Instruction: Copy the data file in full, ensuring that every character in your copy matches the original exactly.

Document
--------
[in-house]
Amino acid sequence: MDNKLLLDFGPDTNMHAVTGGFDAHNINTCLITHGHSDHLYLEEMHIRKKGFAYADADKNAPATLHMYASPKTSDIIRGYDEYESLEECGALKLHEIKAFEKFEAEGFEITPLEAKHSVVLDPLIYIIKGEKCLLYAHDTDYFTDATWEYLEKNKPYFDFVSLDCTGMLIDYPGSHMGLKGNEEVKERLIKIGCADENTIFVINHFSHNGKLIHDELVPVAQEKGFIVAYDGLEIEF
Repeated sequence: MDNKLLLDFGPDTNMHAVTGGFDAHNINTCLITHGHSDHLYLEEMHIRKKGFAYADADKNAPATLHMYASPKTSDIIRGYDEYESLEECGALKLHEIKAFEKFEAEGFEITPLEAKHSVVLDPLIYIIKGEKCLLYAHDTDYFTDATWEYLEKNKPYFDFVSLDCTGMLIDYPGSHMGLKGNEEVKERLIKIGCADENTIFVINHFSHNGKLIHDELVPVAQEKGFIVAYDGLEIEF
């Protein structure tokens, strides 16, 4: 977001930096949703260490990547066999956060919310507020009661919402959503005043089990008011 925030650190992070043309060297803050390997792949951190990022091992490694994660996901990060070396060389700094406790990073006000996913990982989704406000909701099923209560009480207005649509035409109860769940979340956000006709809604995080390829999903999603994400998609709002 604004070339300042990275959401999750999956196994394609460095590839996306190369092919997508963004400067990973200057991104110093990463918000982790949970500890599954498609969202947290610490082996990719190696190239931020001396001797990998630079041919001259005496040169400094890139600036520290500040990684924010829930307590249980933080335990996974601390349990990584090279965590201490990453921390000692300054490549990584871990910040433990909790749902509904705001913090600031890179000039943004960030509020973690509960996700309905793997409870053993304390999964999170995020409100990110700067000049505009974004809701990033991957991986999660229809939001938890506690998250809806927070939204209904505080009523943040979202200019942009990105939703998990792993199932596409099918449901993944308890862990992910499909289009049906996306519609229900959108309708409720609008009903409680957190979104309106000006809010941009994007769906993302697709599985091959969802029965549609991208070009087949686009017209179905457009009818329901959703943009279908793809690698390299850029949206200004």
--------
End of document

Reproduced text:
[in-house]
Amino acid sequence: MDNKLLLDFGPDTNMHAVTGGFDAHNINTCLITHGHSDHLYLEEMHIRKKGFAYADADKNAPATLHMYASPKTSDIIRGYDEYESLEECGALKLHEIKAFEKFEAEGFEITPLEAKHSVVLDPLIYIIKGEKCLLYAHDTDYFTDATWEYLEKNKPYFDFVSLDCTGMLIDYPGSHMGLKGNEEVKERLIKIGCADENTIFVINHFSHNGKLIHDELVPVAQEKGFIVAYDGLEIEF
Repeated sequence: MDNKLLLDFGPDTNMHAVTGGFDAHNINTCLITHGHSDHLYLEEMHIRKKGFAYADADKNAPATLHMYASPKTSDIIRGYDEYESLEECGALKLHEIKAFEKFEAEGFEITPLEAKHSVVLDPLIYIIKGEKCLLYAHDTDYFTDATWEYLEKNKPYFDFVSLDCTGMLIDYPGSHMGLKGNEEVKERLIKIGCADENTIFVINHFSHNGKLIHDELVPVAQEKGFIVAYDGLEIEF
């Protein structure tokens, strides 16, 4: 977001930096949703260490990547066999956060919310507020009661919402959503005043089990008011 925030650190992070043309060297803050390997792949951190990022091992490694994660996901990060070396060389700094406790990073006000996913990982989704406000909701099923209560009480207005649509035409109860769940979340956000006709809604995080390829999903999603994400998609709002 604004070339300042990275959401999750999956196994394609460095590839996306190369092919997508963004400067990973200057991104110093990463918000982790949970500890599954498609969202947290610490082996990719190696190239931020001396001797990998630079041919001259005496040169400094890139600036520290500040990684924010829930307590249980933080335990996974601390349990990584090279965590201490990453921390000692300054490549990584871990910040433990909790749902509904705001913090600031890179000039943004960030509020973690509960996700309905793997409870053993304390999964999170995020409100990110700067000049505009974004809701990033991957991986999660229809939001938890506690998250809806927070939204209904505080009523943040979202200019942009990105939703998990792993199932596409099918449901993944308890862990992910499909289009049906996306519609229900959108309708409720609008009903409680957190979104309106000006809010941009994007769906993302697709599985091959969802029965549609991208070009087949686009017209179905457009009818329901959703943009279908793809690698390299850029949206200004």